I was trying to solve a problem similar to the "how many ways are there to make change for a dollar" problem. I ran across a site that said I could use a generating function similar to the one quoted below: The answer to our problem (293) is the …
Peter
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Visualizing the Partition numbers (suggestions for visualization techniques)

So Ken Ono says that the partition numbers behave like fractals, in which case I'd like to try to find an appropriately illuminating way of visualizing them. But I'm sort of stuck at the moment, so here I'm asking for suggestions for visualization…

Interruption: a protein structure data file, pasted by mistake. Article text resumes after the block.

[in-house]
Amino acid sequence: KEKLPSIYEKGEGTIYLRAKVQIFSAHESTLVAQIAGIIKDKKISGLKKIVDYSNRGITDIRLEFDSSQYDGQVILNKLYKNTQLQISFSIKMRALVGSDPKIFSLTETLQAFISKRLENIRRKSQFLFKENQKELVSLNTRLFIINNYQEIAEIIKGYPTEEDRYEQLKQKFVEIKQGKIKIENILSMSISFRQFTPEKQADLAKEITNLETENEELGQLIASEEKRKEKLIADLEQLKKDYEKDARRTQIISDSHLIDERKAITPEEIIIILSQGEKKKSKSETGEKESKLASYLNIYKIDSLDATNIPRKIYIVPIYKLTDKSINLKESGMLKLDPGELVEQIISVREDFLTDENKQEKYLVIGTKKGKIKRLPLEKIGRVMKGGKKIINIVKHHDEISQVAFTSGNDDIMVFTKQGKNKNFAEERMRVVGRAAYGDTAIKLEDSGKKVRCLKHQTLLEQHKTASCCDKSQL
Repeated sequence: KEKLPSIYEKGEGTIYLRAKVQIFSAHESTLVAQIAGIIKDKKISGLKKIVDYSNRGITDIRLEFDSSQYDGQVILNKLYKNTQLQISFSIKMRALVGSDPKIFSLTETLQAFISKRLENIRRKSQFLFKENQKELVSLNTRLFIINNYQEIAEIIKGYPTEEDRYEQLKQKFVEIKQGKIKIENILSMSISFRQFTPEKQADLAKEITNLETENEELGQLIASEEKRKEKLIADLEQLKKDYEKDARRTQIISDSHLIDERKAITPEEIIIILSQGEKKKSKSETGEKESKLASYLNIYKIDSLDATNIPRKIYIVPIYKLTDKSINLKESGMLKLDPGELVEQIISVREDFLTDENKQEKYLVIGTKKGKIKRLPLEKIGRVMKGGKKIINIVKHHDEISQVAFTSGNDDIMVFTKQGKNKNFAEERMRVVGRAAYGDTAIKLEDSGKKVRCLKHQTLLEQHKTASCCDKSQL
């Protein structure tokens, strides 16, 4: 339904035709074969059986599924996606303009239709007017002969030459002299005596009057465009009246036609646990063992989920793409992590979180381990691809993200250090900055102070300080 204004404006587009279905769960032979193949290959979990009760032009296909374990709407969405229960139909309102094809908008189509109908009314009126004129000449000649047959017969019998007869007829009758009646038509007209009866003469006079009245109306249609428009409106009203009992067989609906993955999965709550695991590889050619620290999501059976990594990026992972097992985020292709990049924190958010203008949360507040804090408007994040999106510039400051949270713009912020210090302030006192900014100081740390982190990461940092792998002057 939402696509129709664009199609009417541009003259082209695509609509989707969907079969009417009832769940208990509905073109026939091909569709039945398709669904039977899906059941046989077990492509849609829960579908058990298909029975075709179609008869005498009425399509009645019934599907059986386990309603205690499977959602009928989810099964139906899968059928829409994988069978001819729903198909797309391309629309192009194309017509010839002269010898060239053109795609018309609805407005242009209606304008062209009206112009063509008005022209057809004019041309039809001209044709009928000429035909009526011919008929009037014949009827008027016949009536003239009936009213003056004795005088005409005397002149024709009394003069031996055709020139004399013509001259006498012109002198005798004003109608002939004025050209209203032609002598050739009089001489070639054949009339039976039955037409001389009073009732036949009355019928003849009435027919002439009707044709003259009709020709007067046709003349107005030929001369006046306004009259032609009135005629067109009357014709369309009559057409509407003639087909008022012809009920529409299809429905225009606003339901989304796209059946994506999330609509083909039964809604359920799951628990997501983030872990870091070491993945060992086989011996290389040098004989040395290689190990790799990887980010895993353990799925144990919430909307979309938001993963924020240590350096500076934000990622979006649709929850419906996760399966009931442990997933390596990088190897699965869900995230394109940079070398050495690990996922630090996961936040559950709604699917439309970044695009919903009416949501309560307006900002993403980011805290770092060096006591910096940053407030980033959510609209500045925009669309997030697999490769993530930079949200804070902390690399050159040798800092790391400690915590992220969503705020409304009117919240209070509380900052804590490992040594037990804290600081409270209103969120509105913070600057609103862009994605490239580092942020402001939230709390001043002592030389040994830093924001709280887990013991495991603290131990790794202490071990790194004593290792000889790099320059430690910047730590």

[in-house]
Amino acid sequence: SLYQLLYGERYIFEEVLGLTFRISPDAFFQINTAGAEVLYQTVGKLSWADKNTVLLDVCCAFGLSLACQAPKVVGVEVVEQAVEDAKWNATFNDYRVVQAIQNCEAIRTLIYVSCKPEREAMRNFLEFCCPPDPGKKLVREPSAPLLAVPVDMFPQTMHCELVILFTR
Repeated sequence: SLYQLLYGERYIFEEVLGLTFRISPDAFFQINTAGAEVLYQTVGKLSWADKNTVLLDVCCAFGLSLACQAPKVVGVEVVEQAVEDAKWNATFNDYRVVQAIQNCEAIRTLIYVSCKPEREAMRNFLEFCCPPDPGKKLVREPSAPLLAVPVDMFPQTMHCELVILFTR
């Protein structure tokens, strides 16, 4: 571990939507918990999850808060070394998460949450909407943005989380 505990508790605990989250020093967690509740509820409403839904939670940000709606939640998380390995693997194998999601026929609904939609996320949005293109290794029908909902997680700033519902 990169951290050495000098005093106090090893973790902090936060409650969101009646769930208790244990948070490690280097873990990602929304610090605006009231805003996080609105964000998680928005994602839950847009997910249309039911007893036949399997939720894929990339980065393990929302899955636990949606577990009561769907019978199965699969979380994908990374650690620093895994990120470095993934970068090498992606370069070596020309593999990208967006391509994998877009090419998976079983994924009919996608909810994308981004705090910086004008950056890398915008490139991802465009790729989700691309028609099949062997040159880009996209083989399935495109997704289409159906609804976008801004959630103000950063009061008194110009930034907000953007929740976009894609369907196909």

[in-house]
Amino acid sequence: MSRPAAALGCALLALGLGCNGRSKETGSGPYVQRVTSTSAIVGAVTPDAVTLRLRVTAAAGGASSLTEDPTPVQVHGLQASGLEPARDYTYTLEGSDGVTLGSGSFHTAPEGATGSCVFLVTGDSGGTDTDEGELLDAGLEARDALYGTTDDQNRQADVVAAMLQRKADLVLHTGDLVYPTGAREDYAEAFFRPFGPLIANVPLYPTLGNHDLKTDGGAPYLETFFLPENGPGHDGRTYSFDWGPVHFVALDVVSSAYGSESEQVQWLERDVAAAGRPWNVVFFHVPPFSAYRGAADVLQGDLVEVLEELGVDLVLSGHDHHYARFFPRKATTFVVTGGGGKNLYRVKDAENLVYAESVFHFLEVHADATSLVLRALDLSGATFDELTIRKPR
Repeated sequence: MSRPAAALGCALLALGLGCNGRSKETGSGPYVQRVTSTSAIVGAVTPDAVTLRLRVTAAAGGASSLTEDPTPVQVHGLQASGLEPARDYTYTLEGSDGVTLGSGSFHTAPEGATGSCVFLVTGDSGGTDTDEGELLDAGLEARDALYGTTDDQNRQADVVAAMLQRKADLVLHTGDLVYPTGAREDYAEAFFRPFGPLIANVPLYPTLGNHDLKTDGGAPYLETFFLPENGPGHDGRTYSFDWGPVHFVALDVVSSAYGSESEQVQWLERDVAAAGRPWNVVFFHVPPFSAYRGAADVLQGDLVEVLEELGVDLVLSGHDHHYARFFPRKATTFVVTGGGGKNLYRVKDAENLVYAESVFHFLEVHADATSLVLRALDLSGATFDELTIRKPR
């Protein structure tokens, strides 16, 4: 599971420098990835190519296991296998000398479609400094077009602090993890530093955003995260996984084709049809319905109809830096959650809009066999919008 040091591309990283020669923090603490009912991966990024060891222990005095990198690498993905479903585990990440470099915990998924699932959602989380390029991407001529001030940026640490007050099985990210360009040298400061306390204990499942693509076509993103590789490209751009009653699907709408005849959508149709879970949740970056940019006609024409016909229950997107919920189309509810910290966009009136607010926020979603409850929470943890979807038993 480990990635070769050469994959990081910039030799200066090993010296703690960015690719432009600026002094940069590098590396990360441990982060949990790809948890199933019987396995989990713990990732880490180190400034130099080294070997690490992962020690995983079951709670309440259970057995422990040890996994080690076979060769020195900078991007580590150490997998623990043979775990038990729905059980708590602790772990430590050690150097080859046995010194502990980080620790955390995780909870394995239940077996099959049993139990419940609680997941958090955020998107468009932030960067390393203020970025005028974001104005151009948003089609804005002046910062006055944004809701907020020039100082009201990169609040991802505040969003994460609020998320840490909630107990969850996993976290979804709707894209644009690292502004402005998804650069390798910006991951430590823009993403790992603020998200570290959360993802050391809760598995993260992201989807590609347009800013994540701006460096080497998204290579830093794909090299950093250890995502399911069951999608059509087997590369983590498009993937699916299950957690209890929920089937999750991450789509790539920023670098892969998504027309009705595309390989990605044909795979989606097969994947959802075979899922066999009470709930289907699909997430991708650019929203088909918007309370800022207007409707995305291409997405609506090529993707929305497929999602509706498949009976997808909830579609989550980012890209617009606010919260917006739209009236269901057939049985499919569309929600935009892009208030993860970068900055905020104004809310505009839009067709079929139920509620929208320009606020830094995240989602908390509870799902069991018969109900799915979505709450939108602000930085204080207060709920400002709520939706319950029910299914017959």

graveolensa
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The number of partitions of $n$ into distinct parts equals the number of partitions of $n$ into odd parts

This seems to be a common result. I've been trying to follow the bijective proof of it, which can be found easily online, but the explanations go over my head. It would be wonderful if you could give me an understandable explanation of the proof and…
rapidash
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Feeding real or even complex numbers to the integer partition function $p(n)$?

Like most people, when I first encountered $n!$ in grade school, I graphed it, then connected the dots with a smooth curve and reasoned that there must be some meaning to $\left(\frac43\right)!$ — and, true to form, there was! $$\displaystyle…
futurebird
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Ellipse 3-partition: same area and perimeter